Spring 1988, Volume 5.1
When time is parceled out to me no more,
I shall carve a door.
The border will be an imitation
Of those in Medieval manuscripts:
Leaf and flower and animals strange,
And animals fearful, looking
Over their shoulder at hounds in pursuit;
Some birds will be biting the vines, or if bird and beast
Are too difficult, I shall fall back on flower and leaf.
The inner sections would pose a greater problem:
If one tried to abstract from a multifarious life
Some signs and symbols that would suggest the whole,
What would they be that could be incised on wood?
Of a certainty there would be linked acres of cloud,
Above thin lines of rain, and a winding thread
That might be an irrigation ditch, or the creek
Bounding my childhood, or river of my age.
There would have to be something representing mountains,
Houses, barns, and corn fields, always the corn-
Because if it did not grow, nothing would grow-
There would be skulls, perhaps with the crossed bones,
Or just the elongated form of a horse's head.
I would hope to find some reasonable pattern
That could be repeated with variations,
But how could one show the pervasiveness of love?
Would it soften or sharpen the outlines of all else?
Somehow I shall finish the door
And see it properly hinged and hung.
Then I shall open it, walk past it, and pull it shut,
And not come back anymore.
*Copyright @ 1988 Emma Lou Thayne, Literary Executor
Just as I know
These barnacle-encrusted jars
Mingled their red wine with the wine-dark waves
Two thousand years ago,
I am certain that the vein
Along the belly of that marble horse
Bears blood; and that that lone patrician foot
Still feels the sandal strap across the toe.
In his last days
As he moved with great strides through the family history,
Playing all the parts in his life's drama,
My father was hard to follow.
He was master of the quick change:
Weeping as the family stood shivering in the cold
Beyond the holocaust of the farm house;
Laughing in remembrance of the neighbor who carried
His featherbed whenever he went visiting;
Speaking sometimes as his father,
Sometimes as his own son, always
Brushing away the years like cobwebs.
I watched amazed as he came from the field and unharnessed,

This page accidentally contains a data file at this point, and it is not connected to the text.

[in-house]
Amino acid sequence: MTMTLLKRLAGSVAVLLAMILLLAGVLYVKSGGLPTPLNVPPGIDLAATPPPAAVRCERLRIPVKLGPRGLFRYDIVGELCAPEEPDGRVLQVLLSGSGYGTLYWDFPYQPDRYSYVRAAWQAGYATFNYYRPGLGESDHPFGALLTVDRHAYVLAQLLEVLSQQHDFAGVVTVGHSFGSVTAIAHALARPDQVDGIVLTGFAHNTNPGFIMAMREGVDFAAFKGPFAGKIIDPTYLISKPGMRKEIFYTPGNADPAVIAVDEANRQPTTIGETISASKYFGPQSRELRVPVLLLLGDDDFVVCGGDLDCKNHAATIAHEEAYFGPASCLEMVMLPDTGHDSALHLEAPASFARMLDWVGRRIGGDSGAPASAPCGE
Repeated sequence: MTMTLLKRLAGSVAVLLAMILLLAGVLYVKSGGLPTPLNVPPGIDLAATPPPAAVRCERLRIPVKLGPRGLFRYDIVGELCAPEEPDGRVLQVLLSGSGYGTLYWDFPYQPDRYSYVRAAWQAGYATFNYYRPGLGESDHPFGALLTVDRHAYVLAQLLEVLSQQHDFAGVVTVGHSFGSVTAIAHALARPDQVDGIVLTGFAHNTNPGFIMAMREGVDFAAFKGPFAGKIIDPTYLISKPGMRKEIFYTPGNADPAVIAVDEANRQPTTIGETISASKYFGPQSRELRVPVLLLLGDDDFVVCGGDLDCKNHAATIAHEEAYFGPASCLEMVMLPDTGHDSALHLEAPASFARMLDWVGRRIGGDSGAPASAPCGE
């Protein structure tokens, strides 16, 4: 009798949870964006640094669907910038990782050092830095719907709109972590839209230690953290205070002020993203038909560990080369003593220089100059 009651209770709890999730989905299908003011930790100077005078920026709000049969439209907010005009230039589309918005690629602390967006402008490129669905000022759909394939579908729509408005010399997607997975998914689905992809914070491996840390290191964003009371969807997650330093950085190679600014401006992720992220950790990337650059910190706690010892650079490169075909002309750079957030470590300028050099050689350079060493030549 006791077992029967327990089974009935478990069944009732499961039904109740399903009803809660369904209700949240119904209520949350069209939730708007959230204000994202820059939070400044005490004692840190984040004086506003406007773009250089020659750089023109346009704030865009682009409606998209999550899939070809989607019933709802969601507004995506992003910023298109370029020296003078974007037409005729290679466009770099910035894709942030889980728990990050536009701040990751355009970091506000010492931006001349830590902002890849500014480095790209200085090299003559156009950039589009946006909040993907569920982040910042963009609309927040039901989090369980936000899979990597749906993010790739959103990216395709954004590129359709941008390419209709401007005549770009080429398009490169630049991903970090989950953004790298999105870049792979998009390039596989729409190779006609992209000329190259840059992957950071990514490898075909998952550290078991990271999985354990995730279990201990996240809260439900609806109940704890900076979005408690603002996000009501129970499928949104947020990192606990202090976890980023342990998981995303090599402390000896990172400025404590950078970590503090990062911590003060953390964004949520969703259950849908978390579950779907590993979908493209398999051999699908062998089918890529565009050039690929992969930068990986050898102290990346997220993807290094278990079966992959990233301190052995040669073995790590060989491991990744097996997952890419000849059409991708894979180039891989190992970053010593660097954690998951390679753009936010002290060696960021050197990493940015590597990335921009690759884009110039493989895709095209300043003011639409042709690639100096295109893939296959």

Fed, spoke to, calling each by name,
Horses sixty years dead.
"Said to the Wolf"
"Give me your paw,' St. Francis said to the wolf."
Out of the mass of the unmemorable
That bit of hagiology,
Picture and text, is like a smile of God.
The toot y wolf as terrorize the the town;
The scene is a narrow space of neutral ground
In which the central figures are wolf and saint.
Behind the wolf is the opening of his den,
And in that entrance dismembered villagers
Lie strewn about: heads, arms, unnameable parts.
Behind the saint in a mob are the suppliants
Who bear on their homely faces hope and fear
And in their hands baskets of various meats:
Chickens, and pigs and sheep. Some settlement
Of the old feud, the saint has brought about.
He recognizes it as lupine blackmail;
The villagers see it as pure bribery.
All sorts of questions arise in the modem mind,
One being why--with pitchfork, spade, and fire-
The inhabitants of the region had not combined
To smoke the beast out and then club him down.
Legend, however, must be less conclusive;
Evil is never so easily overcome.
But given a saint like Francis a wolf can trust,
Some truce may lead to a little betterment;
Just now a calf may die that a man may live,
And the children again be sent to gather berries.
On the Shore of Crete
It would not be unfitting
To die here on the shore of Crete
Between mountains that look like my own
And the sea whose rhythmic run up the smooth beach
Sounds like the calm breathing of a large beast.
I have prepared as well as I could:
Walked through fields of blossoming asphodel,
Saved the right coin for the fare of passage,
Laid by small stores of bread and wine.
But there is the problem of disposal:
International regulations are involved;
One may not simply be hid with a little earth
So as not to become the food of scavengers.
I have envied the sodden gull that for a while
Is decently covered with feathers until the whole
Is swept away by a wave to the great deep
Or assimilated by the. patient sand.